So I imagine his walking up to the front door, harrumphing in contempt at my wife’s sign, and then deliberately leaving the door ajar.

“He’s just the type,” I think.

Of course, my supposition reflects more poorly on me than my sometimes neighbor. I shouldn’t blame him if he doesn’t care to fraternize with his girlfriend’s neighbors. Perhaps he is late. Maybe his eyes are sensitive.

And maybe I’m too quick to blame others as deliberately difficult when I’m just being difficult myself.

I’ve met a few people who celebrate stubbornness and boast about obstacles they create. In our diagnosed age, we’d say they have O.D.D. or oppositional defiant disorder. They are pathologically obstreperous, hostile to innocent commands, and determined to subvert order. But I suspect they’re less common than we think and, seen from another angle, they’re necessary, the only people poised to see what we accept too readily. Are they any worse than people, like me, who are too fearful of confrontation? I’d never follow my neighbors downstairs to check their work at the front door. I’d never say anything if I found a culprit out.

Who knows, assuming malice may be another way to sublimate my own buried hostility. The safest accusation can neither be tested nor proven. The greatest satisfaction arises from what’s held closest, most inviolably. As I learned in elementary school, better to believe in stolen goods than admit carelessness.

One political party stands ready to accuse the other of deliberate evil. Congress blames the President, and he wonders if their actions reflect their beliefs or a desire to obstruct progress. TV hosts boggle at the stupidity of public figures they wouldn’t dare invite to the set, and public figures take pot shots at hosts they never watch.

The open door probably has many thoughtless authors, each believing someone else guilty of the crime. What if someone’s picked me out as the criminal?

If everyone loves the idea of an adversary as much as I do, the world is in trouble. It shouldn’t be so hard to think better of people, but it is. Sometimes it seems the only important transgressions target you, intrude on you, hurt you, endanger you. It’s too easy to offend our rectitude. That door is always open.

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26 Memos to the Winner on 11/6

Okay, so my own politics may show in this post, but I sincerely believe both candidates might benefit from reading these memos…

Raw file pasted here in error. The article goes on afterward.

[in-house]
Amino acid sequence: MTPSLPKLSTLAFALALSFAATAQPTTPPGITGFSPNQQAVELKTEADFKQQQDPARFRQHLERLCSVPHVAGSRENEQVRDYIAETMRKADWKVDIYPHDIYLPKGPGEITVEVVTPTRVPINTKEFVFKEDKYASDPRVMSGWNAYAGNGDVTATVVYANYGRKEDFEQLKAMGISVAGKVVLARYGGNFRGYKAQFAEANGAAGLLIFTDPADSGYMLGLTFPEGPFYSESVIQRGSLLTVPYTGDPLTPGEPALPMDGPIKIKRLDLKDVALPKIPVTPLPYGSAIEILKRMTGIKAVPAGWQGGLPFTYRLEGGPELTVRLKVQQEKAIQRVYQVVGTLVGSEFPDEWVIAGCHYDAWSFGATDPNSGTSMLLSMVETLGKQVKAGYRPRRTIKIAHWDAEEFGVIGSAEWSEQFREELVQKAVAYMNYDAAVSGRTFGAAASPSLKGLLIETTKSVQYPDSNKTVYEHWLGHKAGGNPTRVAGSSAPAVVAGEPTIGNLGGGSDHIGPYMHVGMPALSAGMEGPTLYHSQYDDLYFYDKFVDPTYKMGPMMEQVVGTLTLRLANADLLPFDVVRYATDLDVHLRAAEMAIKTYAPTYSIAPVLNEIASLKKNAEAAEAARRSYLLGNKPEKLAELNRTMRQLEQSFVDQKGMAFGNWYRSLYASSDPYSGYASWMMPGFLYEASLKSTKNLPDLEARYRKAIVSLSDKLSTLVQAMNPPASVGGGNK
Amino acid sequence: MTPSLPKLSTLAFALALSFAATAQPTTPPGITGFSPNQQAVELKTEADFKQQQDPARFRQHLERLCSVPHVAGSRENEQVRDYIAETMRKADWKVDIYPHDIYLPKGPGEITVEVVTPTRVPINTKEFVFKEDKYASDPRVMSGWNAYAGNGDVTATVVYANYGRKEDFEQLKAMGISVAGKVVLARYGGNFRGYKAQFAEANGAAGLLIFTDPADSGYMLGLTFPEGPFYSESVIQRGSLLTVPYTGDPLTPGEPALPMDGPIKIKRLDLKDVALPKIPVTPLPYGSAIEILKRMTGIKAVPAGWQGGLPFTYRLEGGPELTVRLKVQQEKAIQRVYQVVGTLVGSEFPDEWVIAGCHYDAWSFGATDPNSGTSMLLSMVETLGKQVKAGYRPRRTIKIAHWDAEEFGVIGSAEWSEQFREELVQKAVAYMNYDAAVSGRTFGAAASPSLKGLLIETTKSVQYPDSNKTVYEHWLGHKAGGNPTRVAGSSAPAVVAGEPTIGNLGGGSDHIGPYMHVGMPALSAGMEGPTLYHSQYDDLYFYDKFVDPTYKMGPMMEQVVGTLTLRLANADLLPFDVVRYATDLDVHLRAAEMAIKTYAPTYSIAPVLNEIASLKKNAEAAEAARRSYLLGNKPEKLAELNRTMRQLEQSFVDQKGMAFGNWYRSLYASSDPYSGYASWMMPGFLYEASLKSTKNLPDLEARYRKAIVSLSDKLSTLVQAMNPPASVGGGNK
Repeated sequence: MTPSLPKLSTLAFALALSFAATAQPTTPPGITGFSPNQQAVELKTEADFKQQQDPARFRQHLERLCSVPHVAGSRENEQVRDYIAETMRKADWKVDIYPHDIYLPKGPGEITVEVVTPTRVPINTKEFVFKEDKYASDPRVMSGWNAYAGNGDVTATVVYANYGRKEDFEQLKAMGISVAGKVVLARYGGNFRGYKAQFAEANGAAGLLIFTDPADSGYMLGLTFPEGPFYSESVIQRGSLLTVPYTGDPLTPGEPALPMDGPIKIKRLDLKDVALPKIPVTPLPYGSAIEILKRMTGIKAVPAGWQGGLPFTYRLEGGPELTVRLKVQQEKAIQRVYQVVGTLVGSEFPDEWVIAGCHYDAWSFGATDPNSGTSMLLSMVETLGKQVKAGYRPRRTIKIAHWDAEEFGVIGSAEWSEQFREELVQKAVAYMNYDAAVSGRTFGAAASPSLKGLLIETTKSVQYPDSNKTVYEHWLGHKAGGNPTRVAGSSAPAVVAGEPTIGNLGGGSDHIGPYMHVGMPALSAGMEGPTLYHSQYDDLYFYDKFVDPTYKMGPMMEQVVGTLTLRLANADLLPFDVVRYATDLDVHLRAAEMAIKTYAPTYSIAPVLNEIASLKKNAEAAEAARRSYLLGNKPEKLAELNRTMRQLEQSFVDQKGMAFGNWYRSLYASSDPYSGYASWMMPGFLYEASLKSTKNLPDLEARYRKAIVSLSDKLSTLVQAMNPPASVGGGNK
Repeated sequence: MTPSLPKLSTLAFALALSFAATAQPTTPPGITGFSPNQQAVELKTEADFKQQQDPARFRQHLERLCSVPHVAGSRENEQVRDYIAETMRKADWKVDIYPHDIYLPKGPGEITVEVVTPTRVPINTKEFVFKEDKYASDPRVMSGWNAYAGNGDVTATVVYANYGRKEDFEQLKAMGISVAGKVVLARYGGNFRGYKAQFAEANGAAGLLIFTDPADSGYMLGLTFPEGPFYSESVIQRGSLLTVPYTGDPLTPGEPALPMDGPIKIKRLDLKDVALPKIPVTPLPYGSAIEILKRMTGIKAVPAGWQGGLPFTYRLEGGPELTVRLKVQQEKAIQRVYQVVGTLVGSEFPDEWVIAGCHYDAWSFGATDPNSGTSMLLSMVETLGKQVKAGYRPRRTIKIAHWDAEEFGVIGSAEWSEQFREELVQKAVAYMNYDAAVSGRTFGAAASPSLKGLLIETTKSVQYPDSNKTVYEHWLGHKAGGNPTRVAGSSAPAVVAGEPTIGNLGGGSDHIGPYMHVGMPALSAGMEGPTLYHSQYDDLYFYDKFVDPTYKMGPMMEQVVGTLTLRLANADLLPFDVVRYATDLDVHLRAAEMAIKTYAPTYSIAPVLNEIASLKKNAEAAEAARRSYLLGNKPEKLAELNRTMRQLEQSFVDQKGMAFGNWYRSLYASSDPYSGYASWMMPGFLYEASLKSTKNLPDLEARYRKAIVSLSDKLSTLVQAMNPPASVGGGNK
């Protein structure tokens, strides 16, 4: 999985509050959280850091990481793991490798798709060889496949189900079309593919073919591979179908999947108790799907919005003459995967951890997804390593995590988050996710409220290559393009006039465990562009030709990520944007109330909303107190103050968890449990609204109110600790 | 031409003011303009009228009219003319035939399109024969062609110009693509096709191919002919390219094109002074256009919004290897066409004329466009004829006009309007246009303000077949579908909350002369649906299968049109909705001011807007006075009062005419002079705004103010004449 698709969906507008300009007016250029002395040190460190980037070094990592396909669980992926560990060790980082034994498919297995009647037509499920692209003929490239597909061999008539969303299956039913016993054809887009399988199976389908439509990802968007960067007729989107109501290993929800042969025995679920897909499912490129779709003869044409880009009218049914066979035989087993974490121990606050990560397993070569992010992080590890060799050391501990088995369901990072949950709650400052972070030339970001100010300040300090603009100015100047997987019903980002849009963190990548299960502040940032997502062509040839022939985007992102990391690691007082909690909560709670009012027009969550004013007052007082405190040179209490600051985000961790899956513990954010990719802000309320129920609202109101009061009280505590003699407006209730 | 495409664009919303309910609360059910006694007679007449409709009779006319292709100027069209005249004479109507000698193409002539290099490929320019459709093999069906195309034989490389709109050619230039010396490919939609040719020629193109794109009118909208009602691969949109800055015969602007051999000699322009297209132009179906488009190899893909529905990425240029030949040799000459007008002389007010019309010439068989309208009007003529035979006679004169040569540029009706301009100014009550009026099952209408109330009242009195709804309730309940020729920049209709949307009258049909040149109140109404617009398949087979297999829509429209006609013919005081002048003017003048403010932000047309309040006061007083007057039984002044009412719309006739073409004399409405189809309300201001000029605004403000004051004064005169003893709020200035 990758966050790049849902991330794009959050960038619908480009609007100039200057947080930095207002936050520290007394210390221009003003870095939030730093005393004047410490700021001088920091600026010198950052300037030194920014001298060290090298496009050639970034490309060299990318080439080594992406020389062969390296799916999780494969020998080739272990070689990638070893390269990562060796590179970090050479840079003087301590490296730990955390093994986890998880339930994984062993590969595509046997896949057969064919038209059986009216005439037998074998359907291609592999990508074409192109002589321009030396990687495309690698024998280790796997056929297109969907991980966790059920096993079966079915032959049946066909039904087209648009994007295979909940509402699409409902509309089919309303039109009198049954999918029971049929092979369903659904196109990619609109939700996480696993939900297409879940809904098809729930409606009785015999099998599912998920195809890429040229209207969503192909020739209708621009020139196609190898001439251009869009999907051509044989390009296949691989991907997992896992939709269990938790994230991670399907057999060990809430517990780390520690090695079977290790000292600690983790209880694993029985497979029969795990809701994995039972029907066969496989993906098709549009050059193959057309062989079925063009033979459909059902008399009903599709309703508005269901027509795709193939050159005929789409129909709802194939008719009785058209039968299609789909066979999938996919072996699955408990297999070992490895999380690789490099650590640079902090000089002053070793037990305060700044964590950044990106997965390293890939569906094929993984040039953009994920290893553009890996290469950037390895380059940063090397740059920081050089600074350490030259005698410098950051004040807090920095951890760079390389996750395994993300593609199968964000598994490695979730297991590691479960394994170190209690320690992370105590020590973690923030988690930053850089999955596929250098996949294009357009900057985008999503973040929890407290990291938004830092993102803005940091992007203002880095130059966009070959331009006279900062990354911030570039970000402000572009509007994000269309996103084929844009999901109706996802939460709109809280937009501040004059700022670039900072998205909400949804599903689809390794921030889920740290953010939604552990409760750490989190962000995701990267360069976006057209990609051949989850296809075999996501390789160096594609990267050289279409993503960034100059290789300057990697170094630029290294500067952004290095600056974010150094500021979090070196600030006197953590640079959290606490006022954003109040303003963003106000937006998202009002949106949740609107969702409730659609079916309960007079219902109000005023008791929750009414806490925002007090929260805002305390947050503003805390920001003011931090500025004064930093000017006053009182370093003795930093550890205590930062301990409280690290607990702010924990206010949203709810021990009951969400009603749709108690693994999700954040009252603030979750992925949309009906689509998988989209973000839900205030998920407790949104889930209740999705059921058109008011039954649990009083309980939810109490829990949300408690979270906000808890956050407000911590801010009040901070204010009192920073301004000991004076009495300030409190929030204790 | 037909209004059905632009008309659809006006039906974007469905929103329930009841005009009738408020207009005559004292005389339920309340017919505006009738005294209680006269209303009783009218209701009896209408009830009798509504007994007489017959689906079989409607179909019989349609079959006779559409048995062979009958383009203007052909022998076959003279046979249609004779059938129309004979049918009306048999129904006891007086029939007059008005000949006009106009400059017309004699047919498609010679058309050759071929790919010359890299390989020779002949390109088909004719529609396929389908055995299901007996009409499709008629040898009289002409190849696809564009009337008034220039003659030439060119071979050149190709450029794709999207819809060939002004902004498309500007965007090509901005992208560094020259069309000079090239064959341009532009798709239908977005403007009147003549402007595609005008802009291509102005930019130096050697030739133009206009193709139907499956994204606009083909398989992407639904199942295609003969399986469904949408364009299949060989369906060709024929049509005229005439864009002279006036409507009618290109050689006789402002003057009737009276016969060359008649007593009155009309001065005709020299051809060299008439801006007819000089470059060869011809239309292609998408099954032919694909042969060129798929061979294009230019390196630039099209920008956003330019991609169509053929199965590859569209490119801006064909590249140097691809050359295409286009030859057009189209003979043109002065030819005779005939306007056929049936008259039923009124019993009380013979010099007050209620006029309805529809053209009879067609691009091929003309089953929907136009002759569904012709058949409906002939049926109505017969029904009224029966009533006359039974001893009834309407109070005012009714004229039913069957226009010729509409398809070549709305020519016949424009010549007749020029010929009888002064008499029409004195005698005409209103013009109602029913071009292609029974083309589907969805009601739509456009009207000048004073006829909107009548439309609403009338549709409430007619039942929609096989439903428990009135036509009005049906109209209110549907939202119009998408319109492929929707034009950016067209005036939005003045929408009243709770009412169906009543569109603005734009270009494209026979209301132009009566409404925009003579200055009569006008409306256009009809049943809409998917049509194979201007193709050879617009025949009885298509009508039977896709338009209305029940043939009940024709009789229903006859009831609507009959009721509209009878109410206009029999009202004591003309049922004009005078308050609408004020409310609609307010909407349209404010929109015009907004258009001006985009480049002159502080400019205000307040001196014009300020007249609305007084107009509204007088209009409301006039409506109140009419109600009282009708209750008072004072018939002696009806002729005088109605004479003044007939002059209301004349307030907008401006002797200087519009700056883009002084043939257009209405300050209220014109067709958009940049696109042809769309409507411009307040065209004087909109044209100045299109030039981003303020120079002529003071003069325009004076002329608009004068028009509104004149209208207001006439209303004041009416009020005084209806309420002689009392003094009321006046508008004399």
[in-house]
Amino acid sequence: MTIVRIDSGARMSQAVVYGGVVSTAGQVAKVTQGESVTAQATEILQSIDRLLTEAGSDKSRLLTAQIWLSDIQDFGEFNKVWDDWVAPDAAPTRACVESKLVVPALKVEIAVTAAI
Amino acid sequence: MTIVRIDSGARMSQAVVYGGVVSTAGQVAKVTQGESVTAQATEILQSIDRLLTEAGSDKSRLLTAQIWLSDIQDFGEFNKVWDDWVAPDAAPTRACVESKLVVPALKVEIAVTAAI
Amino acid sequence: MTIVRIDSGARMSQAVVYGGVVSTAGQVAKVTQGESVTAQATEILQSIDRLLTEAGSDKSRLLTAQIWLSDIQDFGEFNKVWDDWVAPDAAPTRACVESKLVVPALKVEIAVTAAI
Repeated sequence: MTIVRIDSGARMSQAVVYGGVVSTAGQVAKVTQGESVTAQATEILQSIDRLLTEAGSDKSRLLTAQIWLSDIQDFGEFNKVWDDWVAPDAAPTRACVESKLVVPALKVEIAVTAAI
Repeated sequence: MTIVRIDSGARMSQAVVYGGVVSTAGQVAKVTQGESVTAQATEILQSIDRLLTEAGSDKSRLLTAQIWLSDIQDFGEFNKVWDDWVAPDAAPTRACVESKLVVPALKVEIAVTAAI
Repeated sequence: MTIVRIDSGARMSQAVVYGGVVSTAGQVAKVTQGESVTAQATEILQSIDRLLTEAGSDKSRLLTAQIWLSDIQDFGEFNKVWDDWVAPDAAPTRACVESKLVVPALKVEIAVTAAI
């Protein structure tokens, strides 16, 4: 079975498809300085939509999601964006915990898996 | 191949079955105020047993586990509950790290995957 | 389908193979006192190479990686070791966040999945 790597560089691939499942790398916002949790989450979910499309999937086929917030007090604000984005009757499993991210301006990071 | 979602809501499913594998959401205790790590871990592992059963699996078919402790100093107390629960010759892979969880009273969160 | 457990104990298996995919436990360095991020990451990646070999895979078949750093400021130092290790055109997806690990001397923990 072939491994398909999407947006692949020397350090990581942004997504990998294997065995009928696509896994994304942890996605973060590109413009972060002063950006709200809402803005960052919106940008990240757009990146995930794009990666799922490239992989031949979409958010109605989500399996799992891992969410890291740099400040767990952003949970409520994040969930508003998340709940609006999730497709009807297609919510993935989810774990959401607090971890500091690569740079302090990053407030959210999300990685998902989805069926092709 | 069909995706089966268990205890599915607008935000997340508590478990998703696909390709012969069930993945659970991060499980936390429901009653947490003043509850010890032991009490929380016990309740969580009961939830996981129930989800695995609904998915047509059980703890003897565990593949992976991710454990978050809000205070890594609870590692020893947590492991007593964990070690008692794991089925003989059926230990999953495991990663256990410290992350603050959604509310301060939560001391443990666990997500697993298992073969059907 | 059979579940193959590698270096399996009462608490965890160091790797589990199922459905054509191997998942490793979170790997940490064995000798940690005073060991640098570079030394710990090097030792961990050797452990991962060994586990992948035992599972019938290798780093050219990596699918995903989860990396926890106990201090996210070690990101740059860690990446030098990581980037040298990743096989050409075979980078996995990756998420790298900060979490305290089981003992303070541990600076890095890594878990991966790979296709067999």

1. I’ve resigned myself to your election but want you to know—if you represent the true values of America, as you’ve professed over and over during this campaign, then you cannot ignore what I think or feel… because I truly am an American.

2. During the election, I couldn’t tell if all the talk about jobs and who would create more was really about people or dollars. Let me clarify: people need dollars to live, but people are more important than dollars.

3. Large or small, government is of the people, by the people, for the people, and, as we’re in this together, is it unreasonable to expect you to model kindness and respect?

4. As the American president you cannot discount or dismiss any American. Not one.

5. Don’t say you understand what I feel or think without making a sincere and diligent effort to discover it.

6. You’ve succeeded in confusing me thoroughly about taxes, but please spend my money well. I’ll be watching.

7. And please don’t ask for money from those who have none to give or spare those who have it. Please, just try to be fair.

8. Beware believing your own misdirection. You regarded some issues as too complex for the campaign trail, but they are just as real and pressing.

9. Don’t think we fall for pretense. We live in a nation of advertising and hidden agendas. We’ve learned to be distrustful and suspect lies even before they’re uttered. We will know when you lie to us.

10. Even if we don’t know, you shouldn’t test us.

11. I will do my best to trust you as long as you seem worthy of my trust.

12. I’m not insensitive to being hated by much of the world and want to know why. Find out why. Consider what has landed us here and what might be done about it.

13. We want to be proud of where we live. We want to be proud of you. Please make us proud.

14. Capitalism and democracy are not the same thing, and you will never understand the place and purpose of government until you consider all the different forms currently in use, including “socialism,” a word you fear.

15. We could use some intelligence, resourcefulness, and open-mindedness about now.

16. Trickle down, trickle out, trickle up—you can’t ignore history. If it hasn’t or has worked you need to think about why and how before you can reproduce or avoid it.